Oprah’s presidential push shadows female politicians


At the 2018 Golden Globes, Oprah Winfrey stunned viewers with a passionate speech addressing the “Me Too” movement, announcing that a “new day is on the horizon.” Winfrey’s speech, paired with her larger-than-life charisma and wallet, led to excited whispers. Does that new day on the horizon include an Oprah presidency?

Please, I hope not. I’m sick of handing celebrities the kingdom keys.

While I can only laud Winfrey’s Golden Globes speech and  respect her for being undeniably one of America’s most powerful women, the social media frenzy over Oprah 2020 is shortsighted and indicative of our willingness to throw our support behind someone who has not truly earned it, as long as they have some celebrity clout and unrelated experience— like President Trump, for instance.

Winfrey is not proven in the political sphere. Ideally, the role of a politician is that of a public servant, a person who listens to the needs of their constituents. While she’s certainly a prolific philanthropist (cited by Biography.com as the greatest black philanthropist in American history, in fact), being a representative is significantly more hands-on. If Winfrey wishes to become a politician, a notion she’s been notably resistant to in the past, why not start at the state level instead of leaping straight into the oval office?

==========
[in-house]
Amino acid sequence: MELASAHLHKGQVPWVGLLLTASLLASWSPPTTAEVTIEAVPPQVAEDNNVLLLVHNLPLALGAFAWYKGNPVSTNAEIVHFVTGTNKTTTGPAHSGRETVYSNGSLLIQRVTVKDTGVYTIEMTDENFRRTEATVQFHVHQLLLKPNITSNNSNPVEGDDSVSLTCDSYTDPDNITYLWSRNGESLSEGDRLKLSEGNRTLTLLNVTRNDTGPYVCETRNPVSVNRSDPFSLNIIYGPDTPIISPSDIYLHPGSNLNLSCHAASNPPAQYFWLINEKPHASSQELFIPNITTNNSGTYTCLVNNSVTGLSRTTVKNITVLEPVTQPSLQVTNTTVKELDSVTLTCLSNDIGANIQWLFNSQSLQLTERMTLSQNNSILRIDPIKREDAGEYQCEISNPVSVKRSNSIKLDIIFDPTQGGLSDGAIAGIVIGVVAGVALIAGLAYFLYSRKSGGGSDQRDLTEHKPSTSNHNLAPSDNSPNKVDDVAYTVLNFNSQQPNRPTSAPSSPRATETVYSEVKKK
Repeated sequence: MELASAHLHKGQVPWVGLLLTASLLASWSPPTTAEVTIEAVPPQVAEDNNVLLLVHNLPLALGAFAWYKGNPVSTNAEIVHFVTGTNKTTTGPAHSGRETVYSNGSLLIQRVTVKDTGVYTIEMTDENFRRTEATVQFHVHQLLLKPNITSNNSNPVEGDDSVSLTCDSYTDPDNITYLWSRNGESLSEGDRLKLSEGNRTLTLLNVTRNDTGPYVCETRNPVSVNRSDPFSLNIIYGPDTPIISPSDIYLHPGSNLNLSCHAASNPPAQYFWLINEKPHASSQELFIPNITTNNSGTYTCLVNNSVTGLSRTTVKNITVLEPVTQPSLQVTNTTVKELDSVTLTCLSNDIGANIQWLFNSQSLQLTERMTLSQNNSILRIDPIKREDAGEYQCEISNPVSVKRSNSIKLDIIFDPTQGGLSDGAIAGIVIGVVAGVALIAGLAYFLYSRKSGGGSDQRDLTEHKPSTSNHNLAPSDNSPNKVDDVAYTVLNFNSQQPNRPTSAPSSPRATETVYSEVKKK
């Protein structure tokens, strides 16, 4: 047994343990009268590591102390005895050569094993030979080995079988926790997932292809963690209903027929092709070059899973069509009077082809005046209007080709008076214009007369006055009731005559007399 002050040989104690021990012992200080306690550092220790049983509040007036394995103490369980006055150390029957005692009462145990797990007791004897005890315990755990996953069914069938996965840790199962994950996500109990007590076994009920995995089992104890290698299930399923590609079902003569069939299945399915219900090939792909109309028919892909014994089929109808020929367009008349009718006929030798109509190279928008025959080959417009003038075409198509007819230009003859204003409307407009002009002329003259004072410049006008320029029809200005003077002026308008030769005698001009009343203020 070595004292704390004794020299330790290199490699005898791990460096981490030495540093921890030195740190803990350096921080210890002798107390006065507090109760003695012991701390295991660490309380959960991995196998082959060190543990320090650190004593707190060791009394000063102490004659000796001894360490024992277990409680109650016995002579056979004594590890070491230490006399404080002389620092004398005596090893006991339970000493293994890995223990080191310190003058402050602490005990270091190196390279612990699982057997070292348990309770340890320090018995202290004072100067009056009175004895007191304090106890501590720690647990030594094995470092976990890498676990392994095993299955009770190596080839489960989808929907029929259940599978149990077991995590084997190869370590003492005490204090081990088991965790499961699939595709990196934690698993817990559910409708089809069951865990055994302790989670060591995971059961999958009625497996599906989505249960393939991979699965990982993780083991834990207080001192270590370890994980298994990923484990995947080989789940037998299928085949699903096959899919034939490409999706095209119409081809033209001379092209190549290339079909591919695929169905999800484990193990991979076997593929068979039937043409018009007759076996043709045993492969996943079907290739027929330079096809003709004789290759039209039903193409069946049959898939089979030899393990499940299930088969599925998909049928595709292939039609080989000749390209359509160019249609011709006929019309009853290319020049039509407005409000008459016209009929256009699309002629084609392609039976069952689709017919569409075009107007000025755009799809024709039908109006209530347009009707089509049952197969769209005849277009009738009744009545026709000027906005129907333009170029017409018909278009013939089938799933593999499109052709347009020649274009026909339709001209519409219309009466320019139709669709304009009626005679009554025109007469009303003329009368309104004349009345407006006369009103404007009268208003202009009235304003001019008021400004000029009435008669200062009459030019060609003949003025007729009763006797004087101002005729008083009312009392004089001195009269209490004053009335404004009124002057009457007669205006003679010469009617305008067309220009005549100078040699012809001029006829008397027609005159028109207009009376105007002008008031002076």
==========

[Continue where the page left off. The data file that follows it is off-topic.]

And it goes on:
While I understand the wariness and distrust toward traditional politicians, having political experience is vitally important on the world stage. Leaders like Benjamin Netanyahu, Angela Merkel and Vladimir Putin have years of legislative and administrative experience. If I’m not comfortable having Trump engage with these people (and believe me, I’m not), why would I be okay with Winfrey, who has no experience in global politics, representing our interests? Our readiness to support people such as Winfrey illustrates how easily we are swayed by charisma and famous media figures, a negative image of Americans I no longer wish to propagate.

But the meaning behind Winfrey’s speech was not lost on me, and those touched by her words should recognize the spirit it was meant in. We need to pave the way for a new age for women. The United States ranks a pathetic 99th in the world when it comes to women in national parliament, with only 19 percent of our congress being women. Saudi Arabia, Pakistan and Morocco, which were cited as being among the top 10 worst countries for gender equality by the World Economic Forum, have a higher percentage of women in their governments than America.

Before we hoist Winfrey up to presidential status, let’s support the women who have been toiling in our government for years. Although there are not as many as there should be, America still has some eligible female politicians for a potential 2020 presidential run. Among the frontrunners are Elizabeth Warren, Kamala Harris, Amy Klobuchar and Kirsten Gillibrand.

When America votes for its next president in 2020, instead of asking the question, “Which celebrity candidate do I like more?” let’s hope to hear, “Why would I ever vote for Donald Trump over a qualified woman?”